There seems to be a lot of unnecessary confusion over the meaning of the Biblical term “kind” as used in Genesis 1:24–25. Many have tried, unconvincingly, to interpret the term as a category vaguely intermediate between “genus,” “species,” and “variety” (an attempt to relate the original meaning to the scientific thought forms of the day). The problem would probably be resolved however, if we consider that the word “kind” in this context was probably intended in a completely general and nonspecific way, just as we might commonly speak of “kinds” of trees meaning “types of trees”—“gum” trees, “deciduous” trees, “fir” trees, etc.—in a non-rigorous and botanically very loose manner. I feel that the people have been trying to read more meaning into the word “kind” than was ever originally intended.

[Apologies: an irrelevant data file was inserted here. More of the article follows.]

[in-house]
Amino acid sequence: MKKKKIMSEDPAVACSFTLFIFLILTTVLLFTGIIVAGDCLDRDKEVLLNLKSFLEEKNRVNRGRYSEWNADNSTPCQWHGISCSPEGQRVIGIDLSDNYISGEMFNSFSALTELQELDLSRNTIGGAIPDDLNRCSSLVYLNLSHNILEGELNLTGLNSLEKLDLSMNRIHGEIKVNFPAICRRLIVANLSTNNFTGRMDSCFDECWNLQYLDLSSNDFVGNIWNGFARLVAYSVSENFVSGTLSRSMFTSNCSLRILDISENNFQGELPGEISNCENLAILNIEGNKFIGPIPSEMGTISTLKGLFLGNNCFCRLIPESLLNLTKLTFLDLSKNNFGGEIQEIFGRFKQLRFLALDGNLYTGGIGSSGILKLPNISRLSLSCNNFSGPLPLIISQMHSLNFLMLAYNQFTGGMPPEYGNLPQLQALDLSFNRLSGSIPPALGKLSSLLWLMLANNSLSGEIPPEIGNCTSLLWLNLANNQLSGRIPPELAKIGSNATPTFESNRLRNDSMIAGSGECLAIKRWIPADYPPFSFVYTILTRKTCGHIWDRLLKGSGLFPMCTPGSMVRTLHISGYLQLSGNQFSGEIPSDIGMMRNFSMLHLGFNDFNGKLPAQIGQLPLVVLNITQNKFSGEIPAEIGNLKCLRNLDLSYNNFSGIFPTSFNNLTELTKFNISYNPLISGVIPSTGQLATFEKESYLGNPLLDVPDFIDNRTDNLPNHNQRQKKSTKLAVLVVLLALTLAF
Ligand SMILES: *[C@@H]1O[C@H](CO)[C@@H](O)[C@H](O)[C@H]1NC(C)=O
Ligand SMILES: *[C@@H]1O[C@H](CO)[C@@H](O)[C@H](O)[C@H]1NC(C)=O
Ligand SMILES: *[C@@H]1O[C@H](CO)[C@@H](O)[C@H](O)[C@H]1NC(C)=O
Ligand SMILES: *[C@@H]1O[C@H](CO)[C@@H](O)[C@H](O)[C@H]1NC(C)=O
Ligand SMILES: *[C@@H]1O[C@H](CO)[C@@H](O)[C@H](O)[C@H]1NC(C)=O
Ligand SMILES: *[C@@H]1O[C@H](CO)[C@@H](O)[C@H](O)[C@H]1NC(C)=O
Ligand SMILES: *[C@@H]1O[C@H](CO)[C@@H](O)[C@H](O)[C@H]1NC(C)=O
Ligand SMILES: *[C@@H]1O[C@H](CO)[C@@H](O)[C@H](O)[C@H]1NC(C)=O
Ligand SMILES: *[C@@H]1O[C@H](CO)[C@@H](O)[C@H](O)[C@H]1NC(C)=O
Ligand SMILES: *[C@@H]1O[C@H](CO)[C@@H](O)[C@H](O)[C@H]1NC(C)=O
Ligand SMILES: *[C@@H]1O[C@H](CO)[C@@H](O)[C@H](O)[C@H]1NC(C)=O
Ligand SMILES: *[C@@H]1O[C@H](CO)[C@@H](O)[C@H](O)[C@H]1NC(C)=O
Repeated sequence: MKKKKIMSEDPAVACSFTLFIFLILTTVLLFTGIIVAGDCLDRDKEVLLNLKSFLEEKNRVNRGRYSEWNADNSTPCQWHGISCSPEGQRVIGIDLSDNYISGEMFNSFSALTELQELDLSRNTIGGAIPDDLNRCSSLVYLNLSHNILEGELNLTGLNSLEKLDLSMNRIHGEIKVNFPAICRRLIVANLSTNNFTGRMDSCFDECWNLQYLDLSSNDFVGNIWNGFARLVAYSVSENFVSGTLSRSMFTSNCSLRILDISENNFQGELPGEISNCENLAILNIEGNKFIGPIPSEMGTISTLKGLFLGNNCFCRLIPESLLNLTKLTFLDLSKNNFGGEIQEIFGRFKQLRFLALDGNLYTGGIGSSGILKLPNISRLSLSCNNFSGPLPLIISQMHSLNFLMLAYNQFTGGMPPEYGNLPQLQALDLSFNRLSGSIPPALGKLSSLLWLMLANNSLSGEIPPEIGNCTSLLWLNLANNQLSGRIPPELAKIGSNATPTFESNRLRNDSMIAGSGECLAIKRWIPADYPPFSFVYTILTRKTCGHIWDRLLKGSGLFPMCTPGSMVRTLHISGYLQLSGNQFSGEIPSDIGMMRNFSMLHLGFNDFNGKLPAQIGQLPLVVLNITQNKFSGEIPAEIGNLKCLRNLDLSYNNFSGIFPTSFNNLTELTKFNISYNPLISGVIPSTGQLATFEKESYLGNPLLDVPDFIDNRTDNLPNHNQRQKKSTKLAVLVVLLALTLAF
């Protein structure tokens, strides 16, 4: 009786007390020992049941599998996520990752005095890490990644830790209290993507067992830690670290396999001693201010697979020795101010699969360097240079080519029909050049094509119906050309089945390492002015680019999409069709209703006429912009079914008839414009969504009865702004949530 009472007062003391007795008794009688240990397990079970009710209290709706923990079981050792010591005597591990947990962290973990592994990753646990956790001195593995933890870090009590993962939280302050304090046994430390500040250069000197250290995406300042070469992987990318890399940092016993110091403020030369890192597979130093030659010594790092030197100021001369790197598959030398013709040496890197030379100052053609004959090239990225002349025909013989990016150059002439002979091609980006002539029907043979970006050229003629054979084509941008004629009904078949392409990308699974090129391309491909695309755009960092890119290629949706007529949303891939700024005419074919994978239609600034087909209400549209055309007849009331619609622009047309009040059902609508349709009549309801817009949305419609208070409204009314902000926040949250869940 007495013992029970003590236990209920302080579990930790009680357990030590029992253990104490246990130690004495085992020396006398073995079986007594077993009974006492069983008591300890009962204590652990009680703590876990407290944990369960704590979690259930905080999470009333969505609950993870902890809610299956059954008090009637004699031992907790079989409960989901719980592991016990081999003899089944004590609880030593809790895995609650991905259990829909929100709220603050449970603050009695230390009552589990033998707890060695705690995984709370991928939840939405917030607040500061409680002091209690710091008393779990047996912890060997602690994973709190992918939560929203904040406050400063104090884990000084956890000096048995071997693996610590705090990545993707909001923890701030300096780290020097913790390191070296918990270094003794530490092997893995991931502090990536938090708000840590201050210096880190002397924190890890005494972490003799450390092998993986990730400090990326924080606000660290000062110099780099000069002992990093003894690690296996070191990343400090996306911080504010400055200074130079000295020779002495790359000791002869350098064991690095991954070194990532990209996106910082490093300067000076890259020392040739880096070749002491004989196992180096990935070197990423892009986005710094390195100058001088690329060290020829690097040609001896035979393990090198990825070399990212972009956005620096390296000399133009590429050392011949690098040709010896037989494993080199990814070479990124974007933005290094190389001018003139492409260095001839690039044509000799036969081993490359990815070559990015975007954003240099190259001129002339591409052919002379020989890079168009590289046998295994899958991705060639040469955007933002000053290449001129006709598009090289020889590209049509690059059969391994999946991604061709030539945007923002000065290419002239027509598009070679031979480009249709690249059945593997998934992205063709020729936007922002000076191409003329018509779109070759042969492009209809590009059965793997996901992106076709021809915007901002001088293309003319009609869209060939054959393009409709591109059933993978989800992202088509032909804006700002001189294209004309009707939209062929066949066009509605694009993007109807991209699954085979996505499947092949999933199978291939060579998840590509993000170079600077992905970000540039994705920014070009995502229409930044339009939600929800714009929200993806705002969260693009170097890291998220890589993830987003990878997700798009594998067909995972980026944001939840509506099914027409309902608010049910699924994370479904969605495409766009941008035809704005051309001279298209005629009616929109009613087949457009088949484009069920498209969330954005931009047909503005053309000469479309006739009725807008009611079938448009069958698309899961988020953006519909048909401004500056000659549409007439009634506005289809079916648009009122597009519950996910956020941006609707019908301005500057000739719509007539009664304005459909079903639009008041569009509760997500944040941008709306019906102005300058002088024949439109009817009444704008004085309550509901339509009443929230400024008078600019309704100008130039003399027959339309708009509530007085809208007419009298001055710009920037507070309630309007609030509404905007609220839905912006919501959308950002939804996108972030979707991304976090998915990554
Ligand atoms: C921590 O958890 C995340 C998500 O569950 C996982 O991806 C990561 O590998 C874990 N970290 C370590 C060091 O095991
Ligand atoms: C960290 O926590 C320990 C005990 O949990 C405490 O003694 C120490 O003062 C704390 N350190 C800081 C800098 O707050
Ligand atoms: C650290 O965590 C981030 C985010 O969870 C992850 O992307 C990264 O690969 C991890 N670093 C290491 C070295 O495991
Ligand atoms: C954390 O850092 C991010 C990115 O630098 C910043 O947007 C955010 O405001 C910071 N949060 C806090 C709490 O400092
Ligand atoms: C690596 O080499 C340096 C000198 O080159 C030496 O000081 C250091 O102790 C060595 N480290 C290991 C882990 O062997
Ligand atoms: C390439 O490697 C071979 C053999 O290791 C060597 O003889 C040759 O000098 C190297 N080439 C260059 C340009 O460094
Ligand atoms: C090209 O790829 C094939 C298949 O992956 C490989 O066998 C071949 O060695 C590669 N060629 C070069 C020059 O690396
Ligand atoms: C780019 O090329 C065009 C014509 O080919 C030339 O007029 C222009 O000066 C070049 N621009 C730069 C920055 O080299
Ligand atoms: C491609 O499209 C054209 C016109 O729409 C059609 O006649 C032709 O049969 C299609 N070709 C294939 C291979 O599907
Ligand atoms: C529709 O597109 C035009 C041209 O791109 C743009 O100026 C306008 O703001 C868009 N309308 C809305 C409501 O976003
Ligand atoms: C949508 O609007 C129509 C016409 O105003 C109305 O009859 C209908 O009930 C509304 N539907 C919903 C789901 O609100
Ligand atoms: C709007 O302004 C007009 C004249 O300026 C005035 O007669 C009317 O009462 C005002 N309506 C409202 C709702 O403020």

In commanding organisms to reproduce their “kind,” God constructed them so as to pass on their genetic characteristics to their offspring which hence were constructed along the guidelines of parents rather than in some arbitrary and novel manner.
A plant which is a hybrid of a cabbage and a radish would successfully reproduce the genetic information handed down to it by both parents. It’s phenotype (external form) cannot, of course, express all of the parent characteristics at once, but it’s genes do faithfully carry on the acquired information from both kinds of parents. Hence, in this example, both parents have faithfully reproduced “after their kind,” and we have no conflict in terminology.
Yours in Christ,
Stephen Bewlay, Springwood, N.S.W.